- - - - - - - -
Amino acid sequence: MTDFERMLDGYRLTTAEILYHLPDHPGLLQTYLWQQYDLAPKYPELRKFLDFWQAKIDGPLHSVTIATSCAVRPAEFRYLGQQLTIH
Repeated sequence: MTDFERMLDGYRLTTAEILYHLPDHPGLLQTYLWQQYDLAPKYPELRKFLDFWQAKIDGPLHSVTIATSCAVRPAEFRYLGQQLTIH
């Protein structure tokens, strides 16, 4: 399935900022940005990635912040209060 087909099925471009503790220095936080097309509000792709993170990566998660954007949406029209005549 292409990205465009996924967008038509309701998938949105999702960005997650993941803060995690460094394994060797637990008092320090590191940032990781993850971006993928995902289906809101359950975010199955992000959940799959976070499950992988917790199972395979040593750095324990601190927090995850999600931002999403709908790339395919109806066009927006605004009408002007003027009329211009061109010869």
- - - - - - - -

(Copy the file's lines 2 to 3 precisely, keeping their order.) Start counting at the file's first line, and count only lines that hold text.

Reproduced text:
Repeated sequence: MTDFERMLDGYRLTTAEILYHLPDHPGLLQTYLWQQYDLAPKYPELRKFLDFWQAKIDGPLHSVTIATSCAVRPAEFRYLGQQLTIH
């Protein structure tokens, strides 16, 4: 399935900022940005990635912040209060 087909099925471009503790220095936080097309509000792709993170990566998660954007949406029209005549 292409990205465009996924967008038509309701998938949105999702960005997650993941803060995690460094394994060797637990008092320090590191940032990781993850971006993928995902289906809101359950975010199955992000959940799959976070499950992988917790199972395979040593750095324990601190927090995850999600931002999403709908790339395919109806066009927006605004009408002007003027009329211009061109010869």